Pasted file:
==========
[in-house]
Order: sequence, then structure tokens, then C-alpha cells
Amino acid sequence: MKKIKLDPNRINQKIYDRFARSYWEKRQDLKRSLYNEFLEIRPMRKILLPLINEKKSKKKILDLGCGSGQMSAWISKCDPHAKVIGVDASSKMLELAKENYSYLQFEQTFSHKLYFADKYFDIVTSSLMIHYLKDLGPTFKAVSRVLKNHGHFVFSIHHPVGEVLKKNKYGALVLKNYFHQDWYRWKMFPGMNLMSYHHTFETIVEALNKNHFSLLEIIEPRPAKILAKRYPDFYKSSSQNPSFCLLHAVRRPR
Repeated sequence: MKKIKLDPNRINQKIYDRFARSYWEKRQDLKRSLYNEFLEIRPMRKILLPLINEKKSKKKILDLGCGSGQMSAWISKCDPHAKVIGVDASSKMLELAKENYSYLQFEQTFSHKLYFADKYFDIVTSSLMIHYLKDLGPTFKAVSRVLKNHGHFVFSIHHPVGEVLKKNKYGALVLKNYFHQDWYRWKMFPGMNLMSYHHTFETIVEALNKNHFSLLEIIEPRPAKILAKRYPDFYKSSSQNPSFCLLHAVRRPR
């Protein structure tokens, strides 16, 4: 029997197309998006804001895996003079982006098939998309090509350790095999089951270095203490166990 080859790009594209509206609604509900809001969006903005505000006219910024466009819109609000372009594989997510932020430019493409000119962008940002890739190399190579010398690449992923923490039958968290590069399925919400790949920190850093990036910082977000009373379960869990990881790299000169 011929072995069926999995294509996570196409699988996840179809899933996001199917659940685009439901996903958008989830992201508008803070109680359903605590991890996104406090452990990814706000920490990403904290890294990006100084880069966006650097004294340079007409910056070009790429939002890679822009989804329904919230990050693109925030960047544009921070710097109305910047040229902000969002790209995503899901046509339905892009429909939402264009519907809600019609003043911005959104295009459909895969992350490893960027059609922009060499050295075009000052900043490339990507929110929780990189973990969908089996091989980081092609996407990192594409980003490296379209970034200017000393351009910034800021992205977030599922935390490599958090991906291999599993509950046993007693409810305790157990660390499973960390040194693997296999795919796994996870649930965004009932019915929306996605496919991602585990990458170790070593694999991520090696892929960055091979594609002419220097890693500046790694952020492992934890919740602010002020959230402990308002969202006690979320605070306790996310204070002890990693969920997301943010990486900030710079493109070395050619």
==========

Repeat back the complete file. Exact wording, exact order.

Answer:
[in-house]
Order: sequence, then structure tokens, then C-alpha cells
Amino acid sequence: MKKIKLDPNRINQKIYDRFARSYWEKRQDLKRSLYNEFLEIRPMRKILLPLINEKKSKKKILDLGCGSGQMSAWISKCDPHAKVIGVDASSKMLELAKENYSYLQFEQTFSHKLYFADKYFDIVTSSLMIHYLKDLGPTFKAVSRVLKNHGHFVFSIHHPVGEVLKKNKYGALVLKNYFHQDWYRWKMFPGMNLMSYHHTFETIVEALNKNHFSLLEIIEPRPAKILAKRYPDFYKSSSQNPSFCLLHAVRRPR
Repeated sequence: MKKIKLDPNRINQKIYDRFARSYWEKRQDLKRSLYNEFLEIRPMRKILLPLINEKKSKKKILDLGCGSGQMSAWISKCDPHAKVIGVDASSKMLELAKENYSYLQFEQTFSHKLYFADKYFDIVTSSLMIHYLKDLGPTFKAVSRVLKNHGHFVFSIHHPVGEVLKKNKYGALVLKNYFHQDWYRWKMFPGMNLMSYHHTFETIVEALNKNHFSLLEIIEPRPAKILAKRYPDFYKSSSQNPSFCLLHAVRRPR
């Protein structure tokens, strides 16, 4: 029997197309998006804001895996003079982006098939998309090509350790095999089951270095203490166990 080859790009594209509206609604509900809001969006903005505000006219910024466009819109609000372009594989997510932020430019493409000119962008940002890739190399190579010398690449992923923490039958968290590069399925919400790949920190850093990036910082977000009373379960869990990881790299000169 011929072995069926999995294509996570196409699988996840179809899933996001199917659940685009439901996903958008989830992201508008803070109680359903605590991890996104406090452990990814706000920490990403904290890294990006100084880069966006650097004294340079007409910056070009790429939002890679822009989804329904919230990050693109925030960047544009921070710097109305910047040229902000969002790209995503899901046509339905892009429909939402264009519907809600019609003043911005959104295009459909895969992350490893960027059609922009060499050295075009000052900043490339990507929110929780990189973990969908089996091989980081092609996407990192594409980003490296379209970034200017000393351009910034800021992205977030599922935390490599958090991906291999599993509950046993007693409810305790157990660390499973960390040194693997296999795919796994996870649930965004009932019915929306996605496919991602585990990458170790070593694999991520090696892929960055091979594609002419220097890693500046790694952020492992934890919740602010002020959230402990308002969202006690979320605070306790996310204070002890990693969920997301943010990486900030710079493109070395050619």